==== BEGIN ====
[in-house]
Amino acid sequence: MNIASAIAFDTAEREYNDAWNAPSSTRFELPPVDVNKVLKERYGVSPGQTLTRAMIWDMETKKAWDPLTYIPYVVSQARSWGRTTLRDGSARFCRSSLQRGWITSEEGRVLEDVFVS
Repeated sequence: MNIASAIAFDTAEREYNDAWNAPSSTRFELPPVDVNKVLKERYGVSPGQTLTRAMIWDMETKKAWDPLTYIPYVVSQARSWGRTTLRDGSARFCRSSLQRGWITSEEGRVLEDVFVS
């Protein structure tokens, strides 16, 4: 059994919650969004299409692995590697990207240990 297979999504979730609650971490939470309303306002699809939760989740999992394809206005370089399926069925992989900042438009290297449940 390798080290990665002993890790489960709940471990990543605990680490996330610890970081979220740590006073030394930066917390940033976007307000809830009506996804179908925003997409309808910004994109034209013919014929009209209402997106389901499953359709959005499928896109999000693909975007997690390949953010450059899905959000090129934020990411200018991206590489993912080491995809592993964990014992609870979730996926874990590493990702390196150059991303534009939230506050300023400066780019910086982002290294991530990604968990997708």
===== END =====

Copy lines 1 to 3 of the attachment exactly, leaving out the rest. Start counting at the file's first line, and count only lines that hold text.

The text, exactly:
[in-house]
Amino acid sequence: MNIASAIAFDTAEREYNDAWNAPSSTRFELPPVDVNKVLKERYGVSPGQTLTRAMIWDMETKKAWDPLTYIPYVVSQARSWGRTTLRDGSARFCRSSLQRGWITSEEGRVLEDVFVS
Repeated sequence: MNIASAIAFDTAEREYNDAWNAPSSTRFELPPVDVNKVLKERYGVSPGQTLTRAMIWDMETKKAWDPLTYIPYVVSQARSWGRTTLRDGSARFCRSSLQRGWITSEEGRVLEDVFVS